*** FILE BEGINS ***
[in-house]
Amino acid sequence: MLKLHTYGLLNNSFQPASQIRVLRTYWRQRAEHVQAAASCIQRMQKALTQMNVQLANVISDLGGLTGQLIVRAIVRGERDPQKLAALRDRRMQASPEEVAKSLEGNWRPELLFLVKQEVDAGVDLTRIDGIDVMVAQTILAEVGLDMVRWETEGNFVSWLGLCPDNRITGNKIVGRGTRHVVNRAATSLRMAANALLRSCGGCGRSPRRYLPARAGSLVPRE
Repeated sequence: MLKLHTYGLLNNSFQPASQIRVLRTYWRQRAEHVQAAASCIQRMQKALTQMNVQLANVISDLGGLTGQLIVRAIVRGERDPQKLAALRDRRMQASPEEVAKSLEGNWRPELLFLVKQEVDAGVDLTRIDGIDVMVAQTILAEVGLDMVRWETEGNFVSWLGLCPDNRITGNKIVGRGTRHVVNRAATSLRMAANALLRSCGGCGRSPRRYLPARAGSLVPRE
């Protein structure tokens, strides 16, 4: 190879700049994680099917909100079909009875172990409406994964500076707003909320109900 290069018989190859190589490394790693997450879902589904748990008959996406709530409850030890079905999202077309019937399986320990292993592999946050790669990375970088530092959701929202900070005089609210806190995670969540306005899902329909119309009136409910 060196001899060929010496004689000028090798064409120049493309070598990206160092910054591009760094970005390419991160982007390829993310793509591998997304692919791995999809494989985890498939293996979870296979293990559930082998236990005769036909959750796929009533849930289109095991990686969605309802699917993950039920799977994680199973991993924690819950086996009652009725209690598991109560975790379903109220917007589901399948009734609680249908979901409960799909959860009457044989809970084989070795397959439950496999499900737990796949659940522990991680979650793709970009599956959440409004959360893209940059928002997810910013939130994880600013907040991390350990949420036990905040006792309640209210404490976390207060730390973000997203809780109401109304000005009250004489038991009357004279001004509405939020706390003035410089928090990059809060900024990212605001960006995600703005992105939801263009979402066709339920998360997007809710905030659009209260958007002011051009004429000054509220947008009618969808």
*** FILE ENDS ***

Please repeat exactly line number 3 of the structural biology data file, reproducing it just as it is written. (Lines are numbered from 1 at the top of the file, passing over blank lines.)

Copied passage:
Repeated sequence: MLKLHTYGLLNNSFQPASQIRVLRTYWRQRAEHVQAAASCIQRMQKALTQMNVQLANVISDLGGLTGQLIVRAIVRGERDPQKLAALRDRRMQASPEEVAKSLEGNWRPELLFLVKQEVDAGVDLTRIDGIDVMVAQTILAEVGLDMVRWETEGNFVSWLGLCPDNRITGNKIVGRGTRHVVNRAATSLRMAANALLRSCGGCGRSPRRYLPARAGSLVPRE